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Saturday, March 11, 2006

Taking ownership

Catching up on my reading after a very exciting and interesting conference debate on collective worship in schools, I came upon this fascinating piece by Tomos Livingstone in today's Western Mail. The article speculates on what would have happened if we had not had devolution. It concludes:

In policy terms, would the UK Government have stumped up the cash for the Wales Millennium Centre? Would the Blair agenda have driven down waiting lists more quickly? Would the M4 toll road already be built, the environmental questions that originally delayed it less of concern in Whitehall than in Cardiff? It's unlikely there would have been a bonfire of the quangos, and education standards have risen since the Assembly took over.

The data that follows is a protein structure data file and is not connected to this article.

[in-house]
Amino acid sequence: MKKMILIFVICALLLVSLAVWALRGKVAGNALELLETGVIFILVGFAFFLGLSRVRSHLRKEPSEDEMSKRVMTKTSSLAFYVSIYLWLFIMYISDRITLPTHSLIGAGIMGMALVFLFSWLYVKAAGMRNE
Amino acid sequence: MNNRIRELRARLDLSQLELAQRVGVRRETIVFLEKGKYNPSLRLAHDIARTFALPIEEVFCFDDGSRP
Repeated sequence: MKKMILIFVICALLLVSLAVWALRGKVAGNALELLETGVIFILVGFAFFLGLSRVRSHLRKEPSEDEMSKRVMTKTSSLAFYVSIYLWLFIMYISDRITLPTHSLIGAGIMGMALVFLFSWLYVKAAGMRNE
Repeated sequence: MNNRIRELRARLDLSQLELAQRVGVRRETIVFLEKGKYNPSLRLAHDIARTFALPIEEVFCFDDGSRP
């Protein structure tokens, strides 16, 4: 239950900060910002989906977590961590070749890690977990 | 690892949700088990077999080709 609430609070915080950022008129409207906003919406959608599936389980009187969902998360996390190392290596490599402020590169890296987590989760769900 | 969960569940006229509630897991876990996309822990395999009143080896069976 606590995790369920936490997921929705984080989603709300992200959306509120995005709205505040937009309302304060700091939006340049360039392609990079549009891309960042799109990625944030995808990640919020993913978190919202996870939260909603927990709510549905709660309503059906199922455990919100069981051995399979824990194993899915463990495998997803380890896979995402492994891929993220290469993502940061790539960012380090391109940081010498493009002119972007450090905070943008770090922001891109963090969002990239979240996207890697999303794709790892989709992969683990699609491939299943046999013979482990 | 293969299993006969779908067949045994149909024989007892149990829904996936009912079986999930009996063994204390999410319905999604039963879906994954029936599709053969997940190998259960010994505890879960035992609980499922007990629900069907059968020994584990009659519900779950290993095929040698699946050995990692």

Above all, we have a greater degree of accountability. Leaking roof or not, you can stroll down to the Senedd and realistically get hold of your AM or even a Minister.

Last word to the foreign diplomat, asked a couple of years ago to report on what devolution had meant for Wales, who wrote, 'The people think the Assembly's a waste of space, but they feel it's their waste of space.'

The sense of ownership over the Assembly is quite strong all over Wales. That is one reason why I believe that if the referendum were held again then the majority would be even greater in favour of retaining it. It is also a compelling reason why Labour's caution in the measures contained in the Government of Wales Bill is so out of step with the needs and desires of Wales.
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